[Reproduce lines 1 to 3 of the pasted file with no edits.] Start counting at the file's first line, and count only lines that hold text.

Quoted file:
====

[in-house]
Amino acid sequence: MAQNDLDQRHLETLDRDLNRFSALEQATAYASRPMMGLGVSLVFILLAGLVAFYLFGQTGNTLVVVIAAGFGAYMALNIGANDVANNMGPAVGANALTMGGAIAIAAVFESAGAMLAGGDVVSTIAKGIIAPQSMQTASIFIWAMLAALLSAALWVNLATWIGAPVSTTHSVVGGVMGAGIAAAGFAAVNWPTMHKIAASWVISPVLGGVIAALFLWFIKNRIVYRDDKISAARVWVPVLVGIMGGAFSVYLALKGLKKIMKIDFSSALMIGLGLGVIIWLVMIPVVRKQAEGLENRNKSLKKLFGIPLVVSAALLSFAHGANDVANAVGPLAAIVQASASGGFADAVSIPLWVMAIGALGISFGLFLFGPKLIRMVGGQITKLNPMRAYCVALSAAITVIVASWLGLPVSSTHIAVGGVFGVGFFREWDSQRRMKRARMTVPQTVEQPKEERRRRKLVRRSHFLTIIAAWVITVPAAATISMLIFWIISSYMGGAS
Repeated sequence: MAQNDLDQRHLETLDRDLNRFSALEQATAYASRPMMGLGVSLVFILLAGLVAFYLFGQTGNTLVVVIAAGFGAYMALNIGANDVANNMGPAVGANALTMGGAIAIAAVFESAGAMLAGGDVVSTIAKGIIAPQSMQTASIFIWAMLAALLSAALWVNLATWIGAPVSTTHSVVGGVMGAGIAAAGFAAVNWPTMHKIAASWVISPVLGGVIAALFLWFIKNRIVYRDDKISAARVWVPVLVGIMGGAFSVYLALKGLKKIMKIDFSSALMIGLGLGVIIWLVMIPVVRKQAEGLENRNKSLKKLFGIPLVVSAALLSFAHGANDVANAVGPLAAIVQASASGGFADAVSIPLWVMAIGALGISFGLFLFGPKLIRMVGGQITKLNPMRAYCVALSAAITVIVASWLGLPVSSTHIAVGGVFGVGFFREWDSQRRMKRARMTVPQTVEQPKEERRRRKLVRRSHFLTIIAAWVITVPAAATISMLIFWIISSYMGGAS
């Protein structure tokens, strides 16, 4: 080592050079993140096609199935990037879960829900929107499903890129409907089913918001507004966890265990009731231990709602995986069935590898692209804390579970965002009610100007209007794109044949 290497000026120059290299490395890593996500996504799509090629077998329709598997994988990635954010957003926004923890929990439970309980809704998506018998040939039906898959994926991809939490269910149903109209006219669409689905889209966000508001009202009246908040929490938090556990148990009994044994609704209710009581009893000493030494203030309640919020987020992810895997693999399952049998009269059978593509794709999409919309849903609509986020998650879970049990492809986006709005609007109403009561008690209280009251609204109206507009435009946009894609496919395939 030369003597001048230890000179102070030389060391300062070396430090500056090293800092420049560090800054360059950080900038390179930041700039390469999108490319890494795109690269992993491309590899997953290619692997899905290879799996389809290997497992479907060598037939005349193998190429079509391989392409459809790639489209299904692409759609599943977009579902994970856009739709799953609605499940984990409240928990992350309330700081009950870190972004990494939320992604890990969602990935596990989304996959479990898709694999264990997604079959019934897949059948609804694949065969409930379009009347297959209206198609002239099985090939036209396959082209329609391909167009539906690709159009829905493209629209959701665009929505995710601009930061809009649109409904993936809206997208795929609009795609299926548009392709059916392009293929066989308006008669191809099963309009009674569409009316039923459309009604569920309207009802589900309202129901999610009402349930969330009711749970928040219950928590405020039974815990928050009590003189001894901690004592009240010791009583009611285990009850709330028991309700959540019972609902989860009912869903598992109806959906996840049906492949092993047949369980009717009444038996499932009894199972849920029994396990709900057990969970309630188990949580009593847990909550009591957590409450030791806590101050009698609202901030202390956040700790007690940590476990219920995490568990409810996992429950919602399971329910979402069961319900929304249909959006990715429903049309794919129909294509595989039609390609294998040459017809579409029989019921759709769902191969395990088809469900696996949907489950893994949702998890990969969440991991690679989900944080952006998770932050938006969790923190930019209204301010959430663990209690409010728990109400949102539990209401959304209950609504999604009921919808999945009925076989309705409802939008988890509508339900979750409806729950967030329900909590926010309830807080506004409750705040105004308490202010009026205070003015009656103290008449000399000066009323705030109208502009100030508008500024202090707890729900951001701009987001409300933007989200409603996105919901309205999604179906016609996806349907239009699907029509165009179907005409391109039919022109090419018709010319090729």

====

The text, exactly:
[in-house]
Amino acid sequence: MAQNDLDQRHLETLDRDLNRFSALEQATAYASRPMMGLGVSLVFILLAGLVAFYLFGQTGNTLVVVIAAGFGAYMALNIGANDVANNMGPAVGANALTMGGAIAIAAVFESAGAMLAGGDVVSTIAKGIIAPQSMQTASIFIWAMLAALLSAALWVNLATWIGAPVSTTHSVVGGVMGAGIAAAGFAAVNWPTMHKIAASWVISPVLGGVIAALFLWFIKNRIVYRDDKISAARVWVPVLVGIMGGAFSVYLALKGLKKIMKIDFSSALMIGLGLGVIIWLVMIPVVRKQAEGLENRNKSLKKLFGIPLVVSAALLSFAHGANDVANAVGPLAAIVQASASGGFADAVSIPLWVMAIGALGISFGLFLFGPKLIRMVGGQITKLNPMRAYCVALSAAITVIVASWLGLPVSSTHIAVGGVFGVGFFREWDSQRRMKRARMTVPQTVEQPKEERRRRKLVRRSHFLTIIAAWVITVPAAATISMLIFWIISSYMGGAS
Repeated sequence: MAQNDLDQRHLETLDRDLNRFSALEQATAYASRPMMGLGVSLVFILLAGLVAFYLFGQTGNTLVVVIAAGFGAYMALNIGANDVANNMGPAVGANALTMGGAIAIAAVFESAGAMLAGGDVVSTIAKGIIAPQSMQTASIFIWAMLAALLSAALWVNLATWIGAPVSTTHSVVGGVMGAGIAAAGFAAVNWPTMHKIAASWVISPVLGGVIAALFLWFIKNRIVYRDDKISAARVWVPVLVGIMGGAFSVYLALKGLKKIMKIDFSSALMIGLGLGVIIWLVMIPVVRKQAEGLENRNKSLKKLFGIPLVVSAALLSFAHGANDVANAVGPLAAIVQASASGGFADAVSIPLWVMAIGALGISFGLFLFGPKLIRMVGGQITKLNPMRAYCVALSAAITVIVASWLGLPVSSTHIAVGGVFGVGFFREWDSQRRMKRARMTVPQTVEQPKEERRRRKLVRRSHFLTIIAAWVITVPAAATISMLIFWIISSYMGGAS